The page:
So I made a simple form, styled with Bootstrap, that took all the required inputs, formatted them, saved them to a database (in case she wanted needed the data in the future), then gave her the option to: a) text the results to herself or someone else, or b) copy and paste the results.

There's a lot of fields to this form, but it kept her from having to manually type each one.   A little bit of background on its purpose.  She's an OBGYN and every time a new patient comes in, she has to get a history for each patient including such things as: how many times they've been pregnant, number of miscarriages, successful births, results of various tests, the weight of previous children at birth, the current baby's weight, etc.  Luckily, all of the information is anonymous, in that there is no identifying information that could possibly link this info to patient, so no need to worry about HIPAA.  Anyway, when the information is gathered, it's sent out to the team on call so everyone is aware of the current patients, their history, and possible complications.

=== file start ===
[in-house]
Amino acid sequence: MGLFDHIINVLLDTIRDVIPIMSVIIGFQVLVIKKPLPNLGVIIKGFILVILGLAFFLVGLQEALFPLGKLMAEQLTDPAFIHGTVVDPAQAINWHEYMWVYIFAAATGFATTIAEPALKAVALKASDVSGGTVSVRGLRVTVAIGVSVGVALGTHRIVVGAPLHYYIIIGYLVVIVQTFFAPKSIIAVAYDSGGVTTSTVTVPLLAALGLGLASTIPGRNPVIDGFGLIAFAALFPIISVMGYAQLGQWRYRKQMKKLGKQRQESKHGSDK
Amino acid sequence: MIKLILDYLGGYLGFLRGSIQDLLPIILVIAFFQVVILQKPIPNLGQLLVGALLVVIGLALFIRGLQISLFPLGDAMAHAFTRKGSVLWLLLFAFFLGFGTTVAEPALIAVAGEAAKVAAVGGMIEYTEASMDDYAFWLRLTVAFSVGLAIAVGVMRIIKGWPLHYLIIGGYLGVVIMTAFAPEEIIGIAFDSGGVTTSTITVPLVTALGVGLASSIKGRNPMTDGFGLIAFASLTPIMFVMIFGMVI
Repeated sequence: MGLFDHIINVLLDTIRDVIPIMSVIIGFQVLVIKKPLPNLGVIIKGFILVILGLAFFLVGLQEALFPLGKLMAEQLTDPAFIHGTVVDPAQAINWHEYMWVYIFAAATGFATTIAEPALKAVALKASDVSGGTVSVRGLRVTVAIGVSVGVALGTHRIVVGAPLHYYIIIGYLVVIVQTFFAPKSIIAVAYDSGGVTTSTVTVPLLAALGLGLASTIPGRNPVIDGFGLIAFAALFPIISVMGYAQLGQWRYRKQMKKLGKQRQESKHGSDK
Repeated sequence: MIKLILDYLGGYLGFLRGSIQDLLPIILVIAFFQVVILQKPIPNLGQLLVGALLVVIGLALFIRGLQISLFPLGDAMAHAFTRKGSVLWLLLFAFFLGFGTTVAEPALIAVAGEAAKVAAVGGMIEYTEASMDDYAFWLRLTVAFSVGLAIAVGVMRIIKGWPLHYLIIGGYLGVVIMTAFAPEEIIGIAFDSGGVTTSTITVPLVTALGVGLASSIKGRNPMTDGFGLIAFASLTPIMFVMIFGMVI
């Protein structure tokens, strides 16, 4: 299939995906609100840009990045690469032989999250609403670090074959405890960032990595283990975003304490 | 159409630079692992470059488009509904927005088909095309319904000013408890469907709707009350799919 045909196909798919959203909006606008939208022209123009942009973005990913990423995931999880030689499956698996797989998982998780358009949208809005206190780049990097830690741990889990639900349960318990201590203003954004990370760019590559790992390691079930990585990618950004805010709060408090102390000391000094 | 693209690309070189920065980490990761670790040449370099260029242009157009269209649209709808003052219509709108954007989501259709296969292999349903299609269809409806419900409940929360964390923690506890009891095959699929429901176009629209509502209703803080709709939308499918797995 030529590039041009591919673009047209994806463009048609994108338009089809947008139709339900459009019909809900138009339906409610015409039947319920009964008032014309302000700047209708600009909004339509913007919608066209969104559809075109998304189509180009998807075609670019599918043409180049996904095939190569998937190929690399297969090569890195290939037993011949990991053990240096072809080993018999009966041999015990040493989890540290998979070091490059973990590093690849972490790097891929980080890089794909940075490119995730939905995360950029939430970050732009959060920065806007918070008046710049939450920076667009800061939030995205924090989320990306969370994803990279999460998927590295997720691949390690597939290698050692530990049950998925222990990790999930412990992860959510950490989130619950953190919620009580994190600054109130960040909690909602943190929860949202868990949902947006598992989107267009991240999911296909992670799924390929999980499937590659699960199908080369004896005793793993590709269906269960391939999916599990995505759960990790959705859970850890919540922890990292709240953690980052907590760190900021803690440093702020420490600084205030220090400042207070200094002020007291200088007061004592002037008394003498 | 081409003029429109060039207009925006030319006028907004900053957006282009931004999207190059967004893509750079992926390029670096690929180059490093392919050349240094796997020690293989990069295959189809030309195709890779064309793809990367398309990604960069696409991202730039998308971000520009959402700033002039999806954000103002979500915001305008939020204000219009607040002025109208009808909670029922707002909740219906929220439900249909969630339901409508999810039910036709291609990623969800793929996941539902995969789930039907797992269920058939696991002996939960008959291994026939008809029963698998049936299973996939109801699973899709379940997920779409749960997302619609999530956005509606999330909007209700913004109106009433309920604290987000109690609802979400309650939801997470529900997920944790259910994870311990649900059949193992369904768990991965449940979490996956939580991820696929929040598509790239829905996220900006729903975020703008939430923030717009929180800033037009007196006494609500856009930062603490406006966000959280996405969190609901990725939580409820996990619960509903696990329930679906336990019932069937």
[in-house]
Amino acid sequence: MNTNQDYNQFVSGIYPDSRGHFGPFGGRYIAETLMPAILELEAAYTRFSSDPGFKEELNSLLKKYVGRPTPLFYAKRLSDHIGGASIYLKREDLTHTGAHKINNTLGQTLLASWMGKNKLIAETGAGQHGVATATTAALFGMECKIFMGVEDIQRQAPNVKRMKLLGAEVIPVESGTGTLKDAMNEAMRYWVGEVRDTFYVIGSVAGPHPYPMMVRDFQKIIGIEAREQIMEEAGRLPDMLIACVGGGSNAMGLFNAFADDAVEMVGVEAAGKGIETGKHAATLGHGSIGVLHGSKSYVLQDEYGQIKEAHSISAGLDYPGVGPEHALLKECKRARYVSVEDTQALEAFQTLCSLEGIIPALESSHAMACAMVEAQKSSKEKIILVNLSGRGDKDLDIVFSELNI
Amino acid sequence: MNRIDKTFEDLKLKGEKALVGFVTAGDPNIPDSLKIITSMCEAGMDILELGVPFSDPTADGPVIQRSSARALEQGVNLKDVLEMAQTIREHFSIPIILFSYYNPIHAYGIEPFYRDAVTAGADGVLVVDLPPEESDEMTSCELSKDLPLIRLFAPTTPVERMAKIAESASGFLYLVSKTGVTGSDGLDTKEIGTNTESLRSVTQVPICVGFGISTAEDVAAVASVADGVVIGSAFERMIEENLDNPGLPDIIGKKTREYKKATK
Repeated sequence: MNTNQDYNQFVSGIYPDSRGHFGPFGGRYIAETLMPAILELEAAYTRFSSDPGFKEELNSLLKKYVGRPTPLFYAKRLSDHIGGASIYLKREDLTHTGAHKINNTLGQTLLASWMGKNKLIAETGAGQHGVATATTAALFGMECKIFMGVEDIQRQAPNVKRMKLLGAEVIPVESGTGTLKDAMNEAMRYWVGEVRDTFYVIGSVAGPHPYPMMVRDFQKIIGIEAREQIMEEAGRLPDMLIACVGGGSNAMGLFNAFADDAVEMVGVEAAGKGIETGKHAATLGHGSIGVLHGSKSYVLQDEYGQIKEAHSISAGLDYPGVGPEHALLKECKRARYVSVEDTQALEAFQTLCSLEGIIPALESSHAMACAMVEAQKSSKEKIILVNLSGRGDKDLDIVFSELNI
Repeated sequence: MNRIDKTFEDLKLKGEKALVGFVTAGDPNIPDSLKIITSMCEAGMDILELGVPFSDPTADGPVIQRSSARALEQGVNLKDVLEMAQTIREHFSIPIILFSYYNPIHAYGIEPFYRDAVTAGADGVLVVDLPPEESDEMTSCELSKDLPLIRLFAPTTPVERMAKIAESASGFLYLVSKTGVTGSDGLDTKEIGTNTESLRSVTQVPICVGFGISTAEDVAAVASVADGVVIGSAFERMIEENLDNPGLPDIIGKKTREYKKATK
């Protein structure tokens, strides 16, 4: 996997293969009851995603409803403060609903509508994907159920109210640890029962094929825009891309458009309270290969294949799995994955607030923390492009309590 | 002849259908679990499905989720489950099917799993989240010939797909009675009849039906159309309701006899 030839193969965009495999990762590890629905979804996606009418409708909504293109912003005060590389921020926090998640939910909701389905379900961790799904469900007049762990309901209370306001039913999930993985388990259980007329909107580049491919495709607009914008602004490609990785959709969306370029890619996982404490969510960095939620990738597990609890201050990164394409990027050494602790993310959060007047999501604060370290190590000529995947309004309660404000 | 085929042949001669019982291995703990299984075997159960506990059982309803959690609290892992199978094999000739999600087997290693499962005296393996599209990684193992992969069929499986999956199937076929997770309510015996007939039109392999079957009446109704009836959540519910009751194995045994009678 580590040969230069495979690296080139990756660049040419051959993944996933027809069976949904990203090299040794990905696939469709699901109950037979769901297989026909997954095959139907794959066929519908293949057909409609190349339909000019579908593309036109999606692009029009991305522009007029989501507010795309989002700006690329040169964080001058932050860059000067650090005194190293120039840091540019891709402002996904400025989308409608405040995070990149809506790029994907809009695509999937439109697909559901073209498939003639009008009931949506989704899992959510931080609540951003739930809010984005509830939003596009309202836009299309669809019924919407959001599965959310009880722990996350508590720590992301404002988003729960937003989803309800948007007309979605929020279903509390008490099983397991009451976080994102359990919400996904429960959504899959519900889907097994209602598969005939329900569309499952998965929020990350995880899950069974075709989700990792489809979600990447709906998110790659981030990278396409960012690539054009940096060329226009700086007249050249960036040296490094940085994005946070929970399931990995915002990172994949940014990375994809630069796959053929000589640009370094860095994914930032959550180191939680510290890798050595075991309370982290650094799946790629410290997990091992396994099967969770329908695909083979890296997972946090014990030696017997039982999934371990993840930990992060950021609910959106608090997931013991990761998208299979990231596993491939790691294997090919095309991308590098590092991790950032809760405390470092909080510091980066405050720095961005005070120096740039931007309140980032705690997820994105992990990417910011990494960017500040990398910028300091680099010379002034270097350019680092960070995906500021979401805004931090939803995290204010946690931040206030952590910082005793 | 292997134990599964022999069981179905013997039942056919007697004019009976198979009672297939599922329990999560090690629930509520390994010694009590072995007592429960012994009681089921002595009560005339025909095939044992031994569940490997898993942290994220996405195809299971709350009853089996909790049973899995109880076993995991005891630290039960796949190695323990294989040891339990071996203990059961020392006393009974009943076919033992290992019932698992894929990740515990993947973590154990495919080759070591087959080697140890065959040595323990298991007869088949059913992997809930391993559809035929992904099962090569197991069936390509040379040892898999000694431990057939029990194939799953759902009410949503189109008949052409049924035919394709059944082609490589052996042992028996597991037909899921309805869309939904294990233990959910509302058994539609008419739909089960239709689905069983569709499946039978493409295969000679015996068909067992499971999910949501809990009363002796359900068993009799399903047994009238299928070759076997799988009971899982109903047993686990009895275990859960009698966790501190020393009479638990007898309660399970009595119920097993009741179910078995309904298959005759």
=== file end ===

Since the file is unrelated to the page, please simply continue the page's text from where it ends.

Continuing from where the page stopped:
Since all of the fields above are attributes of a single patient, I put them all in the patient class, which was ugly... nearly 20 instance variables!  Luckily there's a way to make that look decent:

1:  require 'patient_repository'  
3:  class Patient  
5:   ATTRIBUTES = [  
6:     :age, :g, :p, :at_weeks, :at_days, :by_weeks, :by_days, :ultrasound, :prenatal_care,  
7:     :placenta, :group_b_strep, :one_hr_diabetes, :three_hr_diabetes, :history, :times_delivery_type,  
8:     :largest_baby_birthed, :estimated_fetal_weight_lbs, :estimated_fetal_weight_oz, :efw_by,  
9:     :sterile_vaginal_exam_time, :sve_dilation, :sve_effacement, :sve_station, :comment, :time  
10:   ]  
12:   attr_accessor *ATTRIBUTES  
14:   def initialize(options)  
15:    ATTRIBUTES.each do |attr|  
16:     instance_variable_set(:"@#{attr}", options[attr])  
17:    end  
18:   end  
20:   def attributes  
21:    Hash[ { |name| [name, instance_variable_get("@#{name}")] }]  
22:   end  
24:   def validate  
25:    ATTRIBUTES.each do |attribute|  
26:     replace_attribute = ['', '--'].include?(instance_variable_get("@#{attribute}"))  
27:     instance_variable_set("@#{attribute}", nil) if replace_attribute  
28:    end  
29:   end  
30:  end  

Instead of initializing ~20 instance variables, I put them into an attributes array and iterated through the array in the initialize method.  This did two things, solved a potential security vulnerability and also made the class look a ton cleaner.